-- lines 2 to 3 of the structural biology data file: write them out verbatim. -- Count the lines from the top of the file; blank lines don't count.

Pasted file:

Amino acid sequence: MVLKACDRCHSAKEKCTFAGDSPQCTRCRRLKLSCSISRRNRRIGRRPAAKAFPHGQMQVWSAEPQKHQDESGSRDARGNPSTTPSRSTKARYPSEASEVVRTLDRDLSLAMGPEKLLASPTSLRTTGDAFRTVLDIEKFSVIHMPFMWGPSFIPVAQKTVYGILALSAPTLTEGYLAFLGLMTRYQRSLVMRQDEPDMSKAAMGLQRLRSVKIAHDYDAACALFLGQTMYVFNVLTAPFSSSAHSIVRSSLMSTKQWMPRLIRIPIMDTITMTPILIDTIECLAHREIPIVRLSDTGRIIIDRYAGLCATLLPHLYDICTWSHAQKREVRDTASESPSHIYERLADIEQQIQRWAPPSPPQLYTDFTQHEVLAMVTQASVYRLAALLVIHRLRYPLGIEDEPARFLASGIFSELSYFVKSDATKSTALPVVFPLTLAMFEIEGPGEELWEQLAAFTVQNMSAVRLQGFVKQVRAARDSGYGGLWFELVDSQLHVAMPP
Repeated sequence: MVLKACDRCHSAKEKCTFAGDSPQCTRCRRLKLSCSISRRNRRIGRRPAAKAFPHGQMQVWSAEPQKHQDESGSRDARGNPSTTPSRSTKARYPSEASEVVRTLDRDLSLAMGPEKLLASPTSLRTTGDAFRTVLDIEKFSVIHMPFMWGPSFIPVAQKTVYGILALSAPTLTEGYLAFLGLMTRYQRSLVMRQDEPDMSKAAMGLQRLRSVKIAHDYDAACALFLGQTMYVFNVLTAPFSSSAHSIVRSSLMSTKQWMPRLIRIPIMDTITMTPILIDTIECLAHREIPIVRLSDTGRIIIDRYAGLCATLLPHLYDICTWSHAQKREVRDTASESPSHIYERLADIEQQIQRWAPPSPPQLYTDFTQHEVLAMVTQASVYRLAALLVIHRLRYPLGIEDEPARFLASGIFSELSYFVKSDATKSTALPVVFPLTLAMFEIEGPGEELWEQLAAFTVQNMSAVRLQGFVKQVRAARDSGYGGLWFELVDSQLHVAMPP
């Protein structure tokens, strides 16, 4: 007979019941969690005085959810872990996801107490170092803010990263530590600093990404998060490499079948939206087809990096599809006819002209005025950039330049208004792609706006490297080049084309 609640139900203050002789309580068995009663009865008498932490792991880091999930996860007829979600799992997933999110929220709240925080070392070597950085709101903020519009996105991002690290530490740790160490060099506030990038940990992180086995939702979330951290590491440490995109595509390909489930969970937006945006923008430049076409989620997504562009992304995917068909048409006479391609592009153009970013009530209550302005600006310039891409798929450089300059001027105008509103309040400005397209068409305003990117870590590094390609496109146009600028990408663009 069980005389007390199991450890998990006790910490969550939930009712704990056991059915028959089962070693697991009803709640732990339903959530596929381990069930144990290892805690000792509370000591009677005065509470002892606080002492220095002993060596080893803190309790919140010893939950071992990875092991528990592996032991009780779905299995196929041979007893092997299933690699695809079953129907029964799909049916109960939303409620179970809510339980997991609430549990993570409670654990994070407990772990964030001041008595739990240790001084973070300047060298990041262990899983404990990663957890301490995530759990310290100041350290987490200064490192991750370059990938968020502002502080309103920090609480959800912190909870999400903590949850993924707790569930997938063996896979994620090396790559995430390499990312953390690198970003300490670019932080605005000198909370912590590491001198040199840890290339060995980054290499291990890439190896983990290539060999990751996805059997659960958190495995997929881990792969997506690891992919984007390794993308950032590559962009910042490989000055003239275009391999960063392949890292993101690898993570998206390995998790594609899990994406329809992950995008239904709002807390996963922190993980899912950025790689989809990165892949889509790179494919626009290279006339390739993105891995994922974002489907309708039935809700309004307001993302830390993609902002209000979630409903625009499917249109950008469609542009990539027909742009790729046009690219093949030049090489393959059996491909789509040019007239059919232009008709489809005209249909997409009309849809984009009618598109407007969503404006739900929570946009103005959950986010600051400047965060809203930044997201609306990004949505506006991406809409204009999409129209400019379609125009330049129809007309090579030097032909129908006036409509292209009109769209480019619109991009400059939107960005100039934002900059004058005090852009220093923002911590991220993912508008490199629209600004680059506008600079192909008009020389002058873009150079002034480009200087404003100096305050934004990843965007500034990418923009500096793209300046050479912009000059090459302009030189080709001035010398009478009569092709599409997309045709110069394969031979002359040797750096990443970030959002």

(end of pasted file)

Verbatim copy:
Repeated sequence: MVLKACDRCHSAKEKCTFAGDSPQCTRCRRLKLSCSISRRNRRIGRRPAAKAFPHGQMQVWSAEPQKHQDESGSRDARGNPSTTPSRSTKARYPSEASEVVRTLDRDLSLAMGPEKLLASPTSLRTTGDAFRTVLDIEKFSVIHMPFMWGPSFIPVAQKTVYGILALSAPTLTEGYLAFLGLMTRYQRSLVMRQDEPDMSKAAMGLQRLRSVKIAHDYDAACALFLGQTMYVFNVLTAPFSSSAHSIVRSSLMSTKQWMPRLIRIPIMDTITMTPILIDTIECLAHREIPIVRLSDTGRIIIDRYAGLCATLLPHLYDICTWSHAQKREVRDTASESPSHIYERLADIEQQIQRWAPPSPPQLYTDFTQHEVLAMVTQASVYRLAALLVIHRLRYPLGIEDEPARFLASGIFSELSYFVKSDATKSTALPVVFPLTLAMFEIEGPGEELWEQLAAFTVQNMSAVRLQGFVKQVRAARDSGYGGLWFELVDSQLHVAMPP
């Protein structure tokens, strides 16, 4: 007979019941969690005085959810872990996801107490170092803010990263530590600093990404998060490499079948939206087809990096599809006819002209005025950039330049208004792609706006490297080049084309 609640139900203050002789309580068995009663009865008498932490792991880091999930996860007829979600799992997933999110929220709240925080070392070597950085709101903020519009996105991002690290530490740790160490060099506030990038940990992180086995939702979330951290590491440490995109595509390909489930969970937006945006923008430049076409989620997504562009992304995917068909048409006479391609592009153009970013009530209550302005600006310039891409798929450089300059001027105008509103309040400005397209068409305003990117870590590094390609496109146009600028990408663009 069980005389007390199991450890998990006790910490969550939930009712704990056991059915028959089962070693697991009803709640732990339903959530596929381990069930144990290892805690000792509370000591009677005065509470002892606080002492220095002993060596080893803190309790919140010893939950071992990875092991528990592996032991009780779905299995196929041979007893092997299933690699695809079953129907029964799909049916109960939303409620179970809510339980997991609430549990993570409670654990994070407990772990964030001041008595739990240790001084973070300047060298990041262990899983404990990663957890301490995530759990310290100041350290987490200064490192991750370059990938968020502002502080309103920090609480959800912190909870999400903590949850993924707790569930997938063996896979994620090396790559995430390499990312953390690198970003300490670019932080605005000198909370912590590491001198040199840890290339060995980054290499291990890439190896983990290539060999990751996805059997659960958190495995997929881990792969997506690891992919984007390794993308950032590559962009910042490989000055003239275009391999960063392949890292993101690898993570998206390995998790594609899990994406329809992950995008239904709002807390996963922190993980899912950025790689989809990165892949889509790179494919626009290279006339390739993105891995994922974002489907309708039935809700309004307001993302830390993609902002209000979630409903625009499917249109950008469609542009990539027909742009790729046009690219093949030049090489393959059996491909789509040019007239059919232009008709489809005209249909997409009309849809984009009618598109407007969503404006739900929570946009103005959950986010600051400047965060809203930044997201609306990004949505506006991406809409204009999409129209400019379609125009330049129809007309090579030097032909129908006036409509292209009109769209480019619109991009400059939107960005100039934002900059004058005090852009220093923002911590991220993912508008490199629209600004680059506008600079192909008009020389002058873009150079002034480009200087404003100096305050934004990843965007500034990418923009500096793209300046050479912009000059090459302009030189080709001035010398009478009569092709599409997309045709110069394969031979002359040797750096990443970030959002």